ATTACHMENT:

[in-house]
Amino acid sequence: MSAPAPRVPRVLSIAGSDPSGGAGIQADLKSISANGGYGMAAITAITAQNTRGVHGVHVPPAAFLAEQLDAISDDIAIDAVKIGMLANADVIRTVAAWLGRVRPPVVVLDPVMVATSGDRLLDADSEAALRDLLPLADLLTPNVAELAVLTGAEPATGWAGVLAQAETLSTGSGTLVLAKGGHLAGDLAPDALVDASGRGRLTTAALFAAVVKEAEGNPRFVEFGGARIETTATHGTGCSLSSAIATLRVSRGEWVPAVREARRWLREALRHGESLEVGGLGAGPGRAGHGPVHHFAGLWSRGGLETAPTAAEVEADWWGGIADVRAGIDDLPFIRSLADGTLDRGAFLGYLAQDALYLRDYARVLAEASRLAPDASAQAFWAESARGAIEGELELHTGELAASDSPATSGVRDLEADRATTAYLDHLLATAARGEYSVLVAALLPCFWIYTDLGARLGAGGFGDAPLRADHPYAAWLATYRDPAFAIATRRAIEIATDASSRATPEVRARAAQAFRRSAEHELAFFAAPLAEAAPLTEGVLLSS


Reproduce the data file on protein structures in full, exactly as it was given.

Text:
[in-house]
Amino acid sequence: MSAPAPRVPRVLSIAGSDPSGGAGIQADLKSISANGGYGMAAITAITAQNTRGVHGVHVPPAAFLAEQLDAISDDIAIDAVKIGMLANADVIRTVAAWLGRVRPPVVVLDPVMVATSGDRLLDADSEAALRDLLPLADLLTPNVAELAVLTGAEPATGWAGVLAQAETLSTGSGTLVLAKGGHLAGDLAPDALVDASGRGRLTTAALFAAVVKEAEGNPRFVEFGGARIETTATHGTGCSLSSAIATLRVSRGEWVPAVREARRWLREALRHGESLEVGGLGAGPGRAGHGPVHHFAGLWSRGGLETAPTAAEVEADWWGGIADVRAGIDDLPFIRSLADGTLDRGAFLGYLAQDALYLRDYARVLAEASRLAPDASAQAFWAESARGAIEGELELHTGELAASDSPATSGVRDLEADRATTAYLDHLLATAARGEYSVLVAALLPCFWIYTDLGARLGAGGFGDAPLRADHPYAAWLATYRDPAFAIATRRAIEIATDASSRATPEVRARAAQAFRRSAEHELAFFAAPLAEAAPLTEGVLLSS